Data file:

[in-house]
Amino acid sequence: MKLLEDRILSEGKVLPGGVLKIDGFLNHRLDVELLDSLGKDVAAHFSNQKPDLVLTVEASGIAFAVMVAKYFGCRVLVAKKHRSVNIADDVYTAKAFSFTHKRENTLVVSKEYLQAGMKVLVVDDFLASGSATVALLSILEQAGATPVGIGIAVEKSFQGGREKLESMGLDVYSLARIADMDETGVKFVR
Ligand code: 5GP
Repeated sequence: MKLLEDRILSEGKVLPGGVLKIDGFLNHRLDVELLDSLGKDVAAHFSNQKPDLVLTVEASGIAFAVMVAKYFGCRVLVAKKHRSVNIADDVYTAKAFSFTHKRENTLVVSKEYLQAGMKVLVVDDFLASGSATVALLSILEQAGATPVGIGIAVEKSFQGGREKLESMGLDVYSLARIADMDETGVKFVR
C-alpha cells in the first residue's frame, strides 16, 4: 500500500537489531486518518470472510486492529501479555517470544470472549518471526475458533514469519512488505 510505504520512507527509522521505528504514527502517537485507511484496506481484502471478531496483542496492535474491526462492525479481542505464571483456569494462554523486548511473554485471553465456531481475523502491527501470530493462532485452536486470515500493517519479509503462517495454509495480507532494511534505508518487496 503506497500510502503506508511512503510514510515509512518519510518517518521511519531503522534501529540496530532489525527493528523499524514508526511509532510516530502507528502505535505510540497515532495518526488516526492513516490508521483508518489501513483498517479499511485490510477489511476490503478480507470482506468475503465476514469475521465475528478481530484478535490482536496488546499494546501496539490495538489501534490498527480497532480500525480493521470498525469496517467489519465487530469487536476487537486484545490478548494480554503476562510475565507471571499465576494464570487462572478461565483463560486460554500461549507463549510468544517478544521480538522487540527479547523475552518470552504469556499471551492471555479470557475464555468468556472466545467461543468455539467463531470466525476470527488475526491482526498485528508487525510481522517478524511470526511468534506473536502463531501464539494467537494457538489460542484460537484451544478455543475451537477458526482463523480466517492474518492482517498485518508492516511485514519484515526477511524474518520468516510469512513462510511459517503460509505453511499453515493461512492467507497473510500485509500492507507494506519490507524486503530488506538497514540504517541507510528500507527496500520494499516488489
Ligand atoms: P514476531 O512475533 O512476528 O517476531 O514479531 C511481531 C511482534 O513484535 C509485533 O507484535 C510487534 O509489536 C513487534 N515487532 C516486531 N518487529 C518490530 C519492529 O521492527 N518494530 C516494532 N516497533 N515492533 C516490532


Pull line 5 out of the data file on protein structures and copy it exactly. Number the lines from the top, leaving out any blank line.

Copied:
C-alpha cells in the first residue's frame, strides 16, 4: 500500500537489531486518518470472510486492529501479555517470544470472549518471526475458533514469519512488505 510505504520512507527509522521505528504514527502517537485507511484496506481484502471478531496483542496492535474491526462492525479481542505464571483456569494462554523486548511473554485471553465456531481475523502491527501470530493462532485452536486470515500493517519479509503462517495454509495480507532494511534505508518487496 503506497500510502503506508511512503510514510515509512518519510518517518521511519531503522534501529540496530532489525527493528523499524514508526511509532510516530502507528502505535505510540497515532495518526488516526492513516490508521483508518489501513483498517479499511485490510477489511476490503478480507470482506468475503465476514469475521465475528478481530484478535490482536496488546499494546501496539490495538489501534490498527480497532480500525480493521470498525469496517467489519465487530469487536476487537486484545490478548494480554503476562510475565507471571499465576494464570487462572478461565483463560486460554500461549507463549510468544517478544521480538522487540527479547523475552518470552504469556499471551492471555479470557475464555468468556472466545467461543468455539467463531470466525476470527488475526491482526498485528508487525510481522517478524511470526511468534506473536502463531501464539494467537494457538489460542484460537484451544478455543475451537477458526482463523480466517492474518492482517498485518508492516511485514519484515526477511524474518520468516510469512513462510511459517503460509505453511499453515493461512492467507497473510500485509500492507507494506519490507524486503530488506538497514540504517541507510528500507527496500520494499516488489